The Seriousness of Type 1 Diabetes

Kelsey Bonilla Health Guide
  • One downside of maintaining tight blood glucose control for an extended period of time is the potential for one to forget what a serious disease type 1 diabetes is. Between preparing for pregnancy, conceiving, and being pregnant, I'd kept my blood sugars very steady for a long time. I began to think that I had this disease all figured out and could easily manage it.


    I feel that I've been given gentle reminders lately that type 1 diabetes is serious and I shouldn't underestimate the severity of my condition.


    Since I am lucky (knock on wood!) to feel my low blood sugars extremely well, I've never had a low that I wasn't able to correct on my own. For me, lows are an occasional frustration, but not something I fear. I know many people experience scary lows, and I'm sure my outlook on the seriousness of having diabetes would be different if my lows were debilitating.

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    In my experience, prolonged periods of extremely high blood sugar are the thing that reminds me that diabetes can be life-threatening. Particularly my one experience (since diagnosis) of ketoacidosis in 1999 is the memory that haunts me when my blood sugars run unexpectedly high.


    It was the summer after my freshman year in college. I was visiting my college campus for the weekend to see my new boyfriend who was working at a summer camp. Being a typical college guy, he wasn't eating his first meal of the day until 3:00 or 4:00 in the afternoon. Not wanting to admit I needed to eat, I just rearranged my injections and let my blood sugars run a little high. Within a couple days I started feeling sick and vomiting. Trying to be helpful, my boyfriend got me Ginger Ale and saltines which I ate without considering my blood sugar.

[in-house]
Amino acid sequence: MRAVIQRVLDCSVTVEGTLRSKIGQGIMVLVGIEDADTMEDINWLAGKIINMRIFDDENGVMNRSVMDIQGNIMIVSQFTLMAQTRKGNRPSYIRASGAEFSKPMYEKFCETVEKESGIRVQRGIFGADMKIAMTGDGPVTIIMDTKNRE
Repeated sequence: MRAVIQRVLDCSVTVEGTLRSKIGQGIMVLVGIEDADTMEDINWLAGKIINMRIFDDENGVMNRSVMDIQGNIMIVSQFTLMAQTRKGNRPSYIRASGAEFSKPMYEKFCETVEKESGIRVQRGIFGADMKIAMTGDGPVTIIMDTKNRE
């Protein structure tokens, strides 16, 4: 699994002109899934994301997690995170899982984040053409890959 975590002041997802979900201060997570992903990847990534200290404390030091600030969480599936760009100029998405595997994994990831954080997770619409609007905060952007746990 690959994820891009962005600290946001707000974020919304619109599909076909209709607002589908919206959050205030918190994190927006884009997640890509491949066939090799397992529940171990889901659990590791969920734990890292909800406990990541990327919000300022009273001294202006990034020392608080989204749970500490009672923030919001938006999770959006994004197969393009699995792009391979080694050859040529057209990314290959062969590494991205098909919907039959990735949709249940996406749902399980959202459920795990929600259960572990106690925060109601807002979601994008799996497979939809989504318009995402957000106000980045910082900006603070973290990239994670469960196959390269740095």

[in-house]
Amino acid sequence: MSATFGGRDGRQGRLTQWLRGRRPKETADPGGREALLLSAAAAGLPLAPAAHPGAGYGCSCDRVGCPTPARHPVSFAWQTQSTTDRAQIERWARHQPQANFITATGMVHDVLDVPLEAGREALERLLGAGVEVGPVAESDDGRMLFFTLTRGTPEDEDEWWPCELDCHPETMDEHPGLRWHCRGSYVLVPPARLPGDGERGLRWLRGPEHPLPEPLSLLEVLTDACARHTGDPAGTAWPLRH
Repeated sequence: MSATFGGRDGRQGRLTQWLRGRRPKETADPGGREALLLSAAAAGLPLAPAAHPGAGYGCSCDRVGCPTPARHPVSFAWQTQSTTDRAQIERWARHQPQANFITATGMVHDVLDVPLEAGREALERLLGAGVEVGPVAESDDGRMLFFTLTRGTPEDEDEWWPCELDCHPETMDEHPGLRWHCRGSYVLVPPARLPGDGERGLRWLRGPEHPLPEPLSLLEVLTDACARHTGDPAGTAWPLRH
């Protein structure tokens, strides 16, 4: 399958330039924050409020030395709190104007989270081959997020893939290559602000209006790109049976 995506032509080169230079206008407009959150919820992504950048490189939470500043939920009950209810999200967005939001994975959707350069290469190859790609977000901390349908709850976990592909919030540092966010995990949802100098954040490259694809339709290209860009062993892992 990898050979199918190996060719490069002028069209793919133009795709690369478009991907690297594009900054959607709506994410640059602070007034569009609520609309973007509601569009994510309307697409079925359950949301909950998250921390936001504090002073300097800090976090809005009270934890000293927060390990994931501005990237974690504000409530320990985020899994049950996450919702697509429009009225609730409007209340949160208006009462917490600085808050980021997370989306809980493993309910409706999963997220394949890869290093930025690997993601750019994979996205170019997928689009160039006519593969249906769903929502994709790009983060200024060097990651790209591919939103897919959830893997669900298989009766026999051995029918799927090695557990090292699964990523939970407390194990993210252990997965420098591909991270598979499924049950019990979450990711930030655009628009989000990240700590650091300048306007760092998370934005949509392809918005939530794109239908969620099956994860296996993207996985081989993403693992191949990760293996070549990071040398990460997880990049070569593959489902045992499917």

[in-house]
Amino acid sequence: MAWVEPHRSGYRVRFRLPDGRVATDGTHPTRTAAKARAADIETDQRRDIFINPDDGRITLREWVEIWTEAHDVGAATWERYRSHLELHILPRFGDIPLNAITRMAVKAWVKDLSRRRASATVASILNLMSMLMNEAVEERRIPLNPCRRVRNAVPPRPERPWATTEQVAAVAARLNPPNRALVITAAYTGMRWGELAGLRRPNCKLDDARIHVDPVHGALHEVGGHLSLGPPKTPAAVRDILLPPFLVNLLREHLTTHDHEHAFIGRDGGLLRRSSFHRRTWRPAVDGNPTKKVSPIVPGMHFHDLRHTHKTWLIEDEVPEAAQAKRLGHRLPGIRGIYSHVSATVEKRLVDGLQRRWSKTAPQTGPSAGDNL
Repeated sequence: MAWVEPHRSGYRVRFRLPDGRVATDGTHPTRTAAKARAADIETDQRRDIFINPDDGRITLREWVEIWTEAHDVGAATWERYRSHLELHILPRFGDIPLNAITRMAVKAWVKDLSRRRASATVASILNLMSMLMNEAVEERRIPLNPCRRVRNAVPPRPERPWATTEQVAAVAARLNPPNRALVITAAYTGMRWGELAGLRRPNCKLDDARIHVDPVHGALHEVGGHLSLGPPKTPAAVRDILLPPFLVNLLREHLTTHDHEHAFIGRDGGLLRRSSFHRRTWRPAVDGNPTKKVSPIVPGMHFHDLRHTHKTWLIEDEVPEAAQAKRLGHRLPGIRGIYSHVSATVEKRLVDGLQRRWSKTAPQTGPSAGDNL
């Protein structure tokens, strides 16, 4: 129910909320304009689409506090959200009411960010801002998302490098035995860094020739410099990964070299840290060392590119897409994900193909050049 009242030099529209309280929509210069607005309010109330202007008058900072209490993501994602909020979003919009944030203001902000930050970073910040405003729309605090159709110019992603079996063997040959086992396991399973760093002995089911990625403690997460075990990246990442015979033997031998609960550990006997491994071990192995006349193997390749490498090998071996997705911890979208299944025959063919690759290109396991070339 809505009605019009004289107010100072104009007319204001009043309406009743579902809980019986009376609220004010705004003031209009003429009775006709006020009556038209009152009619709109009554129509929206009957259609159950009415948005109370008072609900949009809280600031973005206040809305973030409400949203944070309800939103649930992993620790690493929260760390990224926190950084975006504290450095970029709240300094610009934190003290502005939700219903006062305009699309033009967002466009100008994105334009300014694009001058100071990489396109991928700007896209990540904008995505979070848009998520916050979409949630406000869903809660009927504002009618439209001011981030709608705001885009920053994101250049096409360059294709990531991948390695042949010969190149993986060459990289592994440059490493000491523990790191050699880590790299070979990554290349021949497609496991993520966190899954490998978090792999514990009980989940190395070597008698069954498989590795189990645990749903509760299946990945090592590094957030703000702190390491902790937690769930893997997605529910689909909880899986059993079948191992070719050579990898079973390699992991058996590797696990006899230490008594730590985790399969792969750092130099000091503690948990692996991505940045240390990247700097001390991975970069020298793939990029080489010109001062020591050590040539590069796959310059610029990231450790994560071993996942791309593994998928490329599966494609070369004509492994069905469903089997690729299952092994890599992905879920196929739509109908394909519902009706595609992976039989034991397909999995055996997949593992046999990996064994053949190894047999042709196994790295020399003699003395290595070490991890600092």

Finally, he placed a call to the school nurse and said, "My girlfriend is diabetic and she's been throwing up for a couple days." The nurse insisted that we head to the emergency room immediately.


    Ironically, I had been to the same ER a few months early with infected tonsils (actually my doctor later told me that my active infection may have contributed to the ketoacidosis- everything is interconnected!) Since I'd been there recently, all of my insurance information was already in the computer. In contrast to the extended wait I experienced in the ER with my sore throat, I was rushed into an exam room when I showed up that summer. I should have realized then how serious my condition was.

    My poor parents were on there way home from their 25th wedding anniversary trip when they got the call that I was in the ICU, 8 hours away. After a long, agonizing drive, my parents arrived at the hospital to see me sleeping with tubes and monitors everywhere.


    I spent three days in the hospital, getting my blood sugar under control and rehydrating. They took blood gases from my capillaries every hour and had to give me painful IVs of potassium. I looked like a junkie with all sorts of bruises and needle marks on my arms!


    When this event occurred, I had been diabetic for 6 years. My control had been poor through my teenage years, but this was the first serious episode since my diagnosis and it served as a huge wake up call.


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    I haven't been hospitalized for my diabetes since the summer of 1999, however, when my blood sugars are stubbornly high I get a sick feeling in the pit of my stomach. These are the moments when I don't feel that I've got diabetes all figured out; the disease seems to have a life and a will of its own.

Published On: October 23, 2008